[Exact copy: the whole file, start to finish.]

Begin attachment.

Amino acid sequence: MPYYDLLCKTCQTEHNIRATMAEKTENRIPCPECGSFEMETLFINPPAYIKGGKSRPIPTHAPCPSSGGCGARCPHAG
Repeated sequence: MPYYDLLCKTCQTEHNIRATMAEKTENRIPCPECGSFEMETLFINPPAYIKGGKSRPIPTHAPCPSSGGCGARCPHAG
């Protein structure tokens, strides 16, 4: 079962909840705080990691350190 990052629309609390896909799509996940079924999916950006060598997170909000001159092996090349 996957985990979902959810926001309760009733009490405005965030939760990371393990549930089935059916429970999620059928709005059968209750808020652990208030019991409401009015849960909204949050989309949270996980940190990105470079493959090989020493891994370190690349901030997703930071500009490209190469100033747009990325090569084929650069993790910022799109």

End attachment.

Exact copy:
Amino acid sequence: MPYYDLLCKTCQTEHNIRATMAEKTENRIPCPECGSFEMETLFINPPAYIKGGKSRPIPTHAPCPSSGGCGARCPHAG
Repeated sequence: MPYYDLLCKTCQTEHNIRATMAEKTENRIPCPECGSFEMETLFINPPAYIKGGKSRPIPTHAPCPSSGGCGARCPHAG
């Protein structure tokens, strides 16, 4: 079962909840705080990691350190 990052629309609390896909799509996940079924999916950006060598997170909000001159092996090349 996957985990979902959810926001309760009733009490405005965030939760990371393990549930089935059916429970999620059928709005059968209750808020652990208030019991409401009015849960909204949050989309949270996980940190990105470079493959090989020493891994370190690349901030997703930071500009490209190469100033747009990325090569084929650069993790910022799109």